I'm pretty excited about all the little ways we're "going green" in our household this summer.
1) Green cleaning. Although my mom literally laughed at me when I told her I was hosting a "green cleaning" workshop earlier this spring and she questioned my green cleaners when she cleaned my house recently, I do use green cleaners and promise they work! (Well, maybe not so well when you've been in the hospital and haven't really cleaned the bathtub in a few weeks....!)
2) Eating locally. There are several ways we're reducing our carbon footprint as far as food goes and I'm loving all of them.
First, back in April we started getting our milk delivered in re-usable glass bottles from South Mountain Creamery. Every Tuesday morning we put out our cooler and ice packets and receive milk, butter, yogurt, free range eggs, grass fed beef, or any other delectable item I order that week. I can't tell you how wonderful this is. And, the milk is actually cheaper than buying organic in the grocery store!
Second, we bought a share of a CSA -- that's a community supported agriculture farm. Every week we go pick up fresh veggies, herbs and flowers as our share of the farm's harvest that week. Half of the harvest goes to people like us who have purchased shares and the other half is distributed free or at reduced prices through the Capital Area Food Bank. So far this summer we've enjoyed amazingly sweet strawberries, wonderful spicy salad greens, bok choy, Chinese lettuce, chives, fresh lavender and all kinds of other wonderful treats.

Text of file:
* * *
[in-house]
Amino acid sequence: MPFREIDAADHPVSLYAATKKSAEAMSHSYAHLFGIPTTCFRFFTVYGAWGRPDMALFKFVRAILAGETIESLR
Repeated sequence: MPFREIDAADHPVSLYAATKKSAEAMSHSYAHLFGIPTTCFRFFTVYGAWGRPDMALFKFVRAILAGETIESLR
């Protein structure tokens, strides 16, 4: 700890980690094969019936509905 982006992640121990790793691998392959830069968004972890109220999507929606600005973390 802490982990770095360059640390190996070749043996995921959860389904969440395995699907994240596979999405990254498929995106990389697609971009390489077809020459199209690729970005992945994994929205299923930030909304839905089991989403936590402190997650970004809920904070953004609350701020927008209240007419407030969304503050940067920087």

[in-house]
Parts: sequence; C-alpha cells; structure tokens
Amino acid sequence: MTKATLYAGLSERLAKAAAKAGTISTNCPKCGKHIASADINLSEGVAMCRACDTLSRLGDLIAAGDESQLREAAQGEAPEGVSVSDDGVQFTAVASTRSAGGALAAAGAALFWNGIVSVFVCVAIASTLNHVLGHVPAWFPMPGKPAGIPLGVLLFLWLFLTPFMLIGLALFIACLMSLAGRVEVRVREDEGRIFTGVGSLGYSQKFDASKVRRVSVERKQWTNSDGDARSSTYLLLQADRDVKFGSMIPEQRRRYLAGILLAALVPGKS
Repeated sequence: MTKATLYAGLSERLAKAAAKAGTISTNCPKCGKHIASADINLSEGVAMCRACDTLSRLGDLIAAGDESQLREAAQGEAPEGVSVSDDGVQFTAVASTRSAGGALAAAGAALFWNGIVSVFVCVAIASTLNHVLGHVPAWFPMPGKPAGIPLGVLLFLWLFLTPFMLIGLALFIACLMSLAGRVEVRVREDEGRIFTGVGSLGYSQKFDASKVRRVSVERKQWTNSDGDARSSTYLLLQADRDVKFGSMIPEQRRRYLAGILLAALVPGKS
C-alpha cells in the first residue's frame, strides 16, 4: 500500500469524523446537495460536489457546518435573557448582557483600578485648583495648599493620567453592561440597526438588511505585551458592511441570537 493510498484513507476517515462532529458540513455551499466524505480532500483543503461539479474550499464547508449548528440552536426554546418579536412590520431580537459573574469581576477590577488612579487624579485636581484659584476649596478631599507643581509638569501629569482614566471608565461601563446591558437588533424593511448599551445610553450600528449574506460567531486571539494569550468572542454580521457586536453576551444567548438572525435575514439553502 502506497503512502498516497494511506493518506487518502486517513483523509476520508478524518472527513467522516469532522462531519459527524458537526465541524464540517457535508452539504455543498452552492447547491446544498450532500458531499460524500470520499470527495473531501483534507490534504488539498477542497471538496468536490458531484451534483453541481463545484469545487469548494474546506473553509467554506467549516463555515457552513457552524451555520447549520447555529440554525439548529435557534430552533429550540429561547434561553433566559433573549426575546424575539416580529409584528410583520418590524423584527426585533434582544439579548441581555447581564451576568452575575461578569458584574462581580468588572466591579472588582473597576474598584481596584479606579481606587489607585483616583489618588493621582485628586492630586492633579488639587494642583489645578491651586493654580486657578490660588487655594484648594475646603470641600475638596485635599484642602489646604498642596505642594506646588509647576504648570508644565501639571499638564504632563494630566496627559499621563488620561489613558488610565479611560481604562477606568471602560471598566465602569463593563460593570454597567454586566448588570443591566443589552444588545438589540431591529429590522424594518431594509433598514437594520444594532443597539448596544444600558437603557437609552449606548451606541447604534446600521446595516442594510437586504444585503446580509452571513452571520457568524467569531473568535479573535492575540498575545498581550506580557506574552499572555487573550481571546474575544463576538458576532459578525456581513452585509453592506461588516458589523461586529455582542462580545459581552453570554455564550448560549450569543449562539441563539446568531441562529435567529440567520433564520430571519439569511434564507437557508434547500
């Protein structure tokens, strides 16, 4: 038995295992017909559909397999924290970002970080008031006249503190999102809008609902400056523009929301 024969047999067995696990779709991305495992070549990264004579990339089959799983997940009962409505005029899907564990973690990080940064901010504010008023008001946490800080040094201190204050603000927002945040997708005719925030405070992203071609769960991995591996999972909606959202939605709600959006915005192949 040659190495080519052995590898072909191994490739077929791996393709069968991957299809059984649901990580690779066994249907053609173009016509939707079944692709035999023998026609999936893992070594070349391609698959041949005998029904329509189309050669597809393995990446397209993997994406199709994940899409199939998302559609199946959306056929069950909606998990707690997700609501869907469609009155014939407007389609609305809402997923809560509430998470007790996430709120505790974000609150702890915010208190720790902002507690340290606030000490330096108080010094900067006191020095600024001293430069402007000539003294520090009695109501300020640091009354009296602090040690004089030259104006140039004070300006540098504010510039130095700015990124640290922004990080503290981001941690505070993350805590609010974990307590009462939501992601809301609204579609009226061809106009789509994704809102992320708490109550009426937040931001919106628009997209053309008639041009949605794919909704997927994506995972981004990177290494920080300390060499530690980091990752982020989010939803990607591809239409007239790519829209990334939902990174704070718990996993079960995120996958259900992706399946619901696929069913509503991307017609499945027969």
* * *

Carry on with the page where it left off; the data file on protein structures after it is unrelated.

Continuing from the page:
Third, we've been patronizing our local community market. Started by a local citizen, our community markets will run every other Saturday morning through the summer. Last weekend I spent just under $40 on fresh bread and pastries, fresh homemade pasta, homemade pasta sauce, Maryland wine, a big bag of organic salad greens and baby squash. Our dinner on Saturday, breakfast on Sunday and lunch on Sunday consisted entirely of these local, fresh ingredients. Yum!
3) Rain Barrel -- Last Saturday Abel attended a workshop hosted by Progressive Cheverly and made a rain barrel for our back yard. Total cost $20 (plus a $15 donation we made to help defray other costs) and total time less than 1 hour. After last night's big storm, we've got a good amount of water in it to use to water our new plants!
My next project is to start a compost pile--I'm just a little nervous about getting started. I'll keep you posted!